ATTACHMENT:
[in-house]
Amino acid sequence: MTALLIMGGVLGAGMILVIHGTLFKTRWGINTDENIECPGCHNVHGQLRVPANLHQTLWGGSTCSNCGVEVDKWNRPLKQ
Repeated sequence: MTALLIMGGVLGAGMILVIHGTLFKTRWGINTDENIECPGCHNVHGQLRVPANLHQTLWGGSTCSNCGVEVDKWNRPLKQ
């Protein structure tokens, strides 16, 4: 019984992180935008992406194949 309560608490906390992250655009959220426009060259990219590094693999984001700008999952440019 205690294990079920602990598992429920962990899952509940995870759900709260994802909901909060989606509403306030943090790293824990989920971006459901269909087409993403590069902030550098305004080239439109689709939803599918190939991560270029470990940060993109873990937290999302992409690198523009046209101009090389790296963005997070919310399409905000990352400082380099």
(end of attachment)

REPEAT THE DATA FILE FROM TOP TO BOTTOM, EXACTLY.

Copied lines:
[in-house]
Amino acid sequence: MTALLIMGGVLGAGMILVIHGTLFKTRWGINTDENIECPGCHNVHGQLRVPANLHQTLWGGSTCSNCGVEVDKWNRPLKQ
Repeated sequence: MTALLIMGGVLGAGMILVIHGTLFKTRWGINTDENIECPGCHNVHGQLRVPANLHQTLWGGSTCSNCGVEVDKWNRPLKQ
């Protein structure tokens, strides 16, 4: 019984992180935008992406194949 309560608490906390992250655009959220426009060259990219590094693999984001700008999952440019 205690294990079920602990598992429920962990899952509940995870759900709260994802909901909060989606509403306030943090790293824990989920971006459901269909087409993403590069902030550098305004080239439109689709939803599918190939991560270029470990940060993109873990937290999302992409690198523009046209101009090389790296963005997070919310399409905000990352400082380099």